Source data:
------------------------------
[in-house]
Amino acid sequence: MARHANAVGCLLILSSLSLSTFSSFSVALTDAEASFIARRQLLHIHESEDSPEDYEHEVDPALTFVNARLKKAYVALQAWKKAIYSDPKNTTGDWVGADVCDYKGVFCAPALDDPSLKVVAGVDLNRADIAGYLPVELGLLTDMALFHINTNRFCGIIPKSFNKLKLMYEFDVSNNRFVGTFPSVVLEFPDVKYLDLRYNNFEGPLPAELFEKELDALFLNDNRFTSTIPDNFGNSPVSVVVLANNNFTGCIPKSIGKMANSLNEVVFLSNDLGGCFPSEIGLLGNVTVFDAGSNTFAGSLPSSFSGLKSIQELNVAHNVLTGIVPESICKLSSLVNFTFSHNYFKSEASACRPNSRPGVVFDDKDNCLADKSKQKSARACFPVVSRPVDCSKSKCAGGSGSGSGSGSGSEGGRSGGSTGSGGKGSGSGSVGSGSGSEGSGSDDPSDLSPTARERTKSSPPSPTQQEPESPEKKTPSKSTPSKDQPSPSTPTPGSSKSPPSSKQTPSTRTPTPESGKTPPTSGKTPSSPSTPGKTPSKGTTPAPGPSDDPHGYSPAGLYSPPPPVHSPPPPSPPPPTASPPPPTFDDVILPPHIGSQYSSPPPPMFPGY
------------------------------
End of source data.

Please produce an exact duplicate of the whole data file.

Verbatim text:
[in-house]
Amino acid sequence: MARHANAVGCLLILSSLSLSTFSSFSVALTDAEASFIARRQLLHIHESEDSPEDYEHEVDPALTFVNARLKKAYVALQAWKKAIYSDPKNTTGDWVGADVCDYKGVFCAPALDDPSLKVVAGVDLNRADIAGYLPVELGLLTDMALFHINTNRFCGIIPKSFNKLKLMYEFDVSNNRFVGTFPSVVLEFPDVKYLDLRYNNFEGPLPAELFEKELDALFLNDNRFTSTIPDNFGNSPVSVVVLANNNFTGCIPKSIGKMANSLNEVVFLSNDLGGCFPSEIGLLGNVTVFDAGSNTFAGSLPSSFSGLKSIQELNVAHNVLTGIVPESICKLSSLVNFTFSHNYFKSEASACRPNSRPGVVFDDKDNCLADKSKQKSARACFPVVSRPVDCSKSKCAGGSGSGSGSGSGSEGGRSGGSTGSGGKGSGSGSVGSGSGSEGSGSDDPSDLSPTARERTKSSPPSPTQQEPESPEKKTPSKSTPSKDQPSPSTPTPGSSKSPPSSKQTPSTRTPTPESGKTPPTSGKTPSSPSTPGKTPSKGTTPAPGPSDDPHGYSPAGLYSPPPPVHSPPPPSPPPPTASPPPPTFDDVILPPHIGSQYSSPPPPMFPGY